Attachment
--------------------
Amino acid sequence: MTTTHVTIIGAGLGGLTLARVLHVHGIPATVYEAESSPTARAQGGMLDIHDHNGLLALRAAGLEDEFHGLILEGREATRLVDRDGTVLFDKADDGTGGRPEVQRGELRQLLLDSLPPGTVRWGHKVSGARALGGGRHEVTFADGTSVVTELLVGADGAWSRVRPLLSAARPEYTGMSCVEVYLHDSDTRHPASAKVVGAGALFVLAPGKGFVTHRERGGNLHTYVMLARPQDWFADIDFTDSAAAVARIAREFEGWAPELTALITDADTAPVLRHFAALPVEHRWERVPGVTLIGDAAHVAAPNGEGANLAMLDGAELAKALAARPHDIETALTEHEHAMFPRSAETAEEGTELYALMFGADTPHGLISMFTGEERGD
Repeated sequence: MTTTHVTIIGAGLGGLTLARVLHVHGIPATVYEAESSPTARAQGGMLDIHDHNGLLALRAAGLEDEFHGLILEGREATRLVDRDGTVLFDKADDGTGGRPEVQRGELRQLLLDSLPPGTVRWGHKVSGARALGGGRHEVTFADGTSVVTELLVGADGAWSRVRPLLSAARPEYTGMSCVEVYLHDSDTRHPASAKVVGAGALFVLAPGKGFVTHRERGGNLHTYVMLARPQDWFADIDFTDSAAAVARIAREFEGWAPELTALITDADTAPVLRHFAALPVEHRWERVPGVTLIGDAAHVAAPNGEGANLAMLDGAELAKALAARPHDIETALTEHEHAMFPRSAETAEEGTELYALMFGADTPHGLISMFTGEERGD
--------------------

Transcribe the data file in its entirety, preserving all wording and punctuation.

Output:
Amino acid sequence: MTTTHVTIIGAGLGGLTLARVLHVHGIPATVYEAESSPTARAQGGMLDIHDHNGLLALRAAGLEDEFHGLILEGREATRLVDRDGTVLFDKADDGTGGRPEVQRGELRQLLLDSLPPGTVRWGHKVSGARALGGGRHEVTFADGTSVVTELLVGADGAWSRVRPLLSAARPEYTGMSCVEVYLHDSDTRHPASAKVVGAGALFVLAPGKGFVTHRERGGNLHTYVMLARPQDWFADIDFTDSAAAVARIAREFEGWAPELTALITDADTAPVLRHFAALPVEHRWERVPGVTLIGDAAHVAAPNGEGANLAMLDGAELAKALAARPHDIETALTEHEHAMFPRSAETAEEGTELYALMFGADTPHGLISMFTGEERGD
Repeated sequence: MTTTHVTIIGAGLGGLTLARVLHVHGIPATVYEAESSPTARAQGGMLDIHDHNGLLALRAAGLEDEFHGLILEGREATRLVDRDGTVLFDKADDGTGGRPEVQRGELRQLLLDSLPPGTVRWGHKVSGARALGGGRHEVTFADGTSVVTELLVGADGAWSRVRPLLSAARPEYTGMSCVEVYLHDSDTRHPASAKVVGAGALFVLAPGKGFVTHRERGGNLHTYVMLARPQDWFADIDFTDSAAAVARIAREFEGWAPELTALITDADTAPVLRHFAALPVEHRWERVPGVTLIGDAAHVAAPNGEGANLAMLDGAELAKALAARPHDIETALTEHEHAMFPRSAETAEEGTELYALMFGADTPHGLISMFTGEERGD